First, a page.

In 2003, I was invited to come down to Austin, Texas to join the team at the original Alamo Drafthouse Cinema. There was no company office and I worked out of Tim and Karrie League’s kitchen as Tim and I programmed the downtown single-screen location collaboratively, with support from Lars Nilsen who curated the Weird Wednesday series and Henri Mazza, who was then still a server but quickly rising through the ranks with his gonzo interactive programming ideas.

I was a programmer at the Alamo from 2003-2007 and at some point I started being referred to as “head programmer” but I’m not sure why, other than maybe my iron grip on the booking calendar and some sort of tentative seniority (but I’ll take it). During that time the theatre transformed from a scrappy mom n’ pop joint to one of the most respected cultural ventures in the country. I left before it got too big, as I tend to do. But in my time there I got to do a few things.

One of them was starting a series called Music Monday. Music docs and music-related films for a dollar every Monday night at 9pm. It was a dead slot. Tim only gave it to me because there was no way anything I would do would be any worse than it already was. But I was able to turn it around and get a loyal audience of music nerds who supported what I was doing. I have many favourites of the screenings I put on as part of this series, but I still say the Zoom (yes, the WGBH kids show Zoom) A/V show with first season cast member Tommy White is up there for me. Director Gandulf Hennig coming with Gram Parsons: Fallen Angel. “Face Time” with Ian McLagan of the Small Faces/Faces. Or Radio On with Wreckless Eric. Weasel Walter doing his live No Wave Tutorial and the Flying Luttenbachers playing live. Tracy & the Plastics! Population One (everyone hated it). I also remember feeling that I was going to be stoned to death when I played the Gun Club movie and it had no music in it. But I got to hang out with Texacala Jones after, so it was all worth it. Since the admission was only $1 we couldn’t afford to book bigger studio titles so I was able to give a lot of screen time to emerging directors and even started making “Alamo originals” using my own collection of bootleg tapes (and many donated by Mike Mariconda, who’s a friend of mine) to manufacture compilations somewhat resembling documentaries. My friend Hope Peterson called them “bibliodocs”. Krautrock, harsh noise, Glam rock, Harry Nilsson, Lee Hazlewood – that one was pretty infamous, since I got Boyd Rice to narrate it and Lee Hazlewood himself sent me a fax threatening to sue me. That fax was my most prized possession in the world til some Alamo cleaning person threw it out. The Austin Chronicle gave me an award for the series and an article about it still survives HERE >>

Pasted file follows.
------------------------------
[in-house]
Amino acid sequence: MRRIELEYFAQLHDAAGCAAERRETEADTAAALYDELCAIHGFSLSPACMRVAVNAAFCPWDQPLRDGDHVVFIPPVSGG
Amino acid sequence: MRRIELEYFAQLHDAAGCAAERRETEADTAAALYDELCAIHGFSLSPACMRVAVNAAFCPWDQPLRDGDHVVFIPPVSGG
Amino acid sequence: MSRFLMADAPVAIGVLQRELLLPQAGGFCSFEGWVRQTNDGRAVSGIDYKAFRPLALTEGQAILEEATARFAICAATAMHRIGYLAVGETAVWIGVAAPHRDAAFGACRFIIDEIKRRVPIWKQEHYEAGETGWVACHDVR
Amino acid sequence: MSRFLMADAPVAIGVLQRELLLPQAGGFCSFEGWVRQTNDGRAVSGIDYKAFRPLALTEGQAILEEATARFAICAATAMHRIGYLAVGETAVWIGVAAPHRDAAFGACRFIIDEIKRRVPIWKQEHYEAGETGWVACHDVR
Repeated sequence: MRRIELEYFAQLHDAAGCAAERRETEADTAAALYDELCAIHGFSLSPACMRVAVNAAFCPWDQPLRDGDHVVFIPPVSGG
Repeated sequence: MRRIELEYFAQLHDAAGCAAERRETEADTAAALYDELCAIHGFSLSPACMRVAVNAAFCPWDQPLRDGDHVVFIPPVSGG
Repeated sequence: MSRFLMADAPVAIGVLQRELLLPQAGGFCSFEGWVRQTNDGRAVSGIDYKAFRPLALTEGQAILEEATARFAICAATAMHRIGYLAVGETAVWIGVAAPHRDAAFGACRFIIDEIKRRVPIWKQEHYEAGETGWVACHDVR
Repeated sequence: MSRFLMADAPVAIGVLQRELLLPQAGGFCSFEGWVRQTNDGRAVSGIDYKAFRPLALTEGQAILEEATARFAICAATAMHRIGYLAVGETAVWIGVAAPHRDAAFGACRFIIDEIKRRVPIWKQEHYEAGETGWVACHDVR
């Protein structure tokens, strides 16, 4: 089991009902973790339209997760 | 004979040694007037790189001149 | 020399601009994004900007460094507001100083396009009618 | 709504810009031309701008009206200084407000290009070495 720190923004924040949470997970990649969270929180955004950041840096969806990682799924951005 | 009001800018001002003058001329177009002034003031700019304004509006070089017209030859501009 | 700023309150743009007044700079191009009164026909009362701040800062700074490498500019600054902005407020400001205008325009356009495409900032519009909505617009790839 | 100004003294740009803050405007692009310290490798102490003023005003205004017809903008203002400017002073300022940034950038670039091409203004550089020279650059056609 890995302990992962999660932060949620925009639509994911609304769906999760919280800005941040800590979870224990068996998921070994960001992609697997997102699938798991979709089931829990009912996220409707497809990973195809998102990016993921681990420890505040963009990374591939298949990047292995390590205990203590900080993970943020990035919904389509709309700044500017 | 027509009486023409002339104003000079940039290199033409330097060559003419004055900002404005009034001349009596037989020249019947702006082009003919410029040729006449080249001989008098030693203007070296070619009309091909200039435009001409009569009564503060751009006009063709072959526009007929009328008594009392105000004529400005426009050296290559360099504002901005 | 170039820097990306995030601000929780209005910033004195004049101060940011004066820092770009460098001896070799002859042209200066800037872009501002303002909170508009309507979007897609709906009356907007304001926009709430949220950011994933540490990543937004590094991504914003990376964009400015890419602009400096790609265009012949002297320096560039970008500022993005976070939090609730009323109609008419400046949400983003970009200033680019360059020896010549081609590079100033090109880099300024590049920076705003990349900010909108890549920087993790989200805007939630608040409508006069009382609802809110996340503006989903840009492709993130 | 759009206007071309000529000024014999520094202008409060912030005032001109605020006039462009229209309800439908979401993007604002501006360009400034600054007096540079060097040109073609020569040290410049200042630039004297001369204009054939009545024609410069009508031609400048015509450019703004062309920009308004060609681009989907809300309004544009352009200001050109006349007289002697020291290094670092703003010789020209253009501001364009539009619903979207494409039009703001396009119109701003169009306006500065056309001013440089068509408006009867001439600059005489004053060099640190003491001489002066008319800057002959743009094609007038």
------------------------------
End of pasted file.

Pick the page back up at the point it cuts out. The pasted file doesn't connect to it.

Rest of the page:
I booked and did the contracts for appearances by Tab Hunter, Farley Granger, Neil Hagerty, Joe Dallesandro, Herschell Gordon Lewis, Chuck Norris, Traci Lords, Ann Savage, Howard Kaylan, Joe Swanberg, The Barbarian Brothers, James Duval, John Saxon, Jon Gries, Susan Tyrrell, Paul Williams, the cast of RETURN OF THE LIVING DEAD, Eric Bogosian, Eli Wallach, James Ellroy, The Mentors, Curtis Armstrong, Irvine Welsh, the cast of THE WARRIORS, the cast of DEGRASSI, Jorg Buttgereit, Jean Rollin, Alex Cox and the cast of REPO MAN, the casts of ARRESTED DEVELOPMENT, FREAKS AND GEEKS, and VERONICA MARS. I may have also done the contract for the Tron Suit Guy but I’m not sure.

But my favourite Alamo event of all time was the Extreme Schoolbus Adventure, hosted by visiting programmer/collector Skip Elsheimer of AV Geeks. We had a moving schoolbus full of people, with a keg in the middle, Skip operating a 16mm projector connected to the bus battery, projecting schoolbus safety/accident films on a screen mounted precariously at the front of the bus, and the driver stopping every time we hit a place where a real schoolbus accident happened to tell us the gruesome story. And one of the films was about a little girl so obsessed with buses that she had a bright yellow T-shirt that said “Bus Nut”, so Skip gave out a “Bus Nut” T shirt to some lucky winner. Clearly not winning the Bus Nut shirt stung enough that I still remember it all these years later.

I was there for the founding of Fantastic Fest, and was a programmer for the first two years. Until Tim wouldn’t let me play Pop Skull and I quit in indignation. Yes, I quit my job over Pop Skull. So in 2007 I left to go back to Canada. There are a lot more stories in between 2003-2007. Someone should ask me about them before I’m too old to remember.